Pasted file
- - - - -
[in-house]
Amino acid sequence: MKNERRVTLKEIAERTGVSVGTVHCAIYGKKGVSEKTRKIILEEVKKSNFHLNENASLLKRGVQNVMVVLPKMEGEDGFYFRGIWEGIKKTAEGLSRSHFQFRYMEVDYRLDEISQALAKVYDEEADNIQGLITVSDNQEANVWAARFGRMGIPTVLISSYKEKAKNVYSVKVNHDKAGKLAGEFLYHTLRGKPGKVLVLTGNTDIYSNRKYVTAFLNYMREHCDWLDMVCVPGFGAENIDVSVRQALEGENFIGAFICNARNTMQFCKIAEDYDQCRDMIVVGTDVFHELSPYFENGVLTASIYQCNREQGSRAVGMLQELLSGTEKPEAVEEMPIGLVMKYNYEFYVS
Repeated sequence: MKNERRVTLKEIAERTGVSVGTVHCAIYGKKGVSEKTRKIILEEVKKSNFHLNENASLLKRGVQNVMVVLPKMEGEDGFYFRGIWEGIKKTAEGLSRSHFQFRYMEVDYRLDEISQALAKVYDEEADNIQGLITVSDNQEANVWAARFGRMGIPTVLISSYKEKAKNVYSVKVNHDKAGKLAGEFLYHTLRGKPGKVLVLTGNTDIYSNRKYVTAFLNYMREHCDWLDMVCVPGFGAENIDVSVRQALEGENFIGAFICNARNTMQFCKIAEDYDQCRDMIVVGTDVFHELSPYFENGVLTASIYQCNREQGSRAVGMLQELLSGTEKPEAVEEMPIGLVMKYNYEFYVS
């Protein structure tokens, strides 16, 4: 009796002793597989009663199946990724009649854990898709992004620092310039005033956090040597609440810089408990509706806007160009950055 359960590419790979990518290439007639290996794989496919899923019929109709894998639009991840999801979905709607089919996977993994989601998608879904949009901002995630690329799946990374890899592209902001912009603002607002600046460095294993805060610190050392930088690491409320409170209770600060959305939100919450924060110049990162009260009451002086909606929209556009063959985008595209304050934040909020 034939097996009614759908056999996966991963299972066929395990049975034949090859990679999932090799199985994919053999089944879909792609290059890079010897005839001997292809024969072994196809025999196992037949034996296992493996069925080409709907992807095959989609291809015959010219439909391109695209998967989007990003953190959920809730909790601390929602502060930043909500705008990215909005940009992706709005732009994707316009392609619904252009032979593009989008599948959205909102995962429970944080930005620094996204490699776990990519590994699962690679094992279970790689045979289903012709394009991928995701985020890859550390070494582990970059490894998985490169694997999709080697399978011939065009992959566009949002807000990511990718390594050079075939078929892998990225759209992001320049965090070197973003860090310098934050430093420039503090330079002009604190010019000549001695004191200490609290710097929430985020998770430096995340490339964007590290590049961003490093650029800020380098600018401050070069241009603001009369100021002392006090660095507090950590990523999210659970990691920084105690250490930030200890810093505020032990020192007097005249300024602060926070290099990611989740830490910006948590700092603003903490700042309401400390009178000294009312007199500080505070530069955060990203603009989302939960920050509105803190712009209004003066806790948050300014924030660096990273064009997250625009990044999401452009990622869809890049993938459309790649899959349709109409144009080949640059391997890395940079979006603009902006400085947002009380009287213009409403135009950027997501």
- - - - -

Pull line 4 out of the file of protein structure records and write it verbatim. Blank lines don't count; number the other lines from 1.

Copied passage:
């Protein structure tokens, strides 16, 4: 009796002793597989009663199946990724009649854990898709992004620092310039005033956090040597609440810089408990509706806007160009950055 359960590419790979990518290439007639290996794989496919899923019929109709894998639009991840999801979905709607089919996977993994989601998608879904949009901002995630690329799946990374890899592209902001912009603002607002600046460095294993805060610190050392930088690491409320409170209770600060959305939100919450924060110049990162009260009451002086909606929209556009063959985008595209304050934040909020 034939097996009614759908056999996966991963299972066929395990049975034949090859990679999932090799199985994919053999089944879909792609290059890079010897005839001997292809024969072994196809025999196992037949034996296992493996069925080409709907992807095959989609291809015959010219439909391109695209998967989007990003953190959920809730909790601390929602502060930043909500705008990215909005940009992706709005732009994707316009392609619904252009032979593009989008599948959205909102995962429970944080930005620094996204490699776990990519590994699962690679094992279970790689045979289903012709394009991928995701985020890859550390070494582990970059490894998985490169694997999709080697399978011939065009992959566009949002807000990511990718390594050079075939078929892998990225759209992001320049965090070197973003860090310098934050430093420039503090330079002009604190010019000549001695004191200490609290710097929430985020998770430096995340490339964007590290590049961003490093650029800020380098600018401050070069241009603001009369100021002392006090660095507090950590990523999210659970990691920084105690250490930030200890810093505020032990020192007097005249300024602060926070290099990611989740830490910006948590700092603003903490700042309401400390009178000294009312007199500080505070530069955060990203603009989302939960920050509105803190712009209004003066806790948050300014924030660096990273064009997250625009990044999401452009990622869809890049993938459309790649899959349709109409144009080949640059391997890395940079979006603009902006400085947002009380009287213009409403135009950027997501």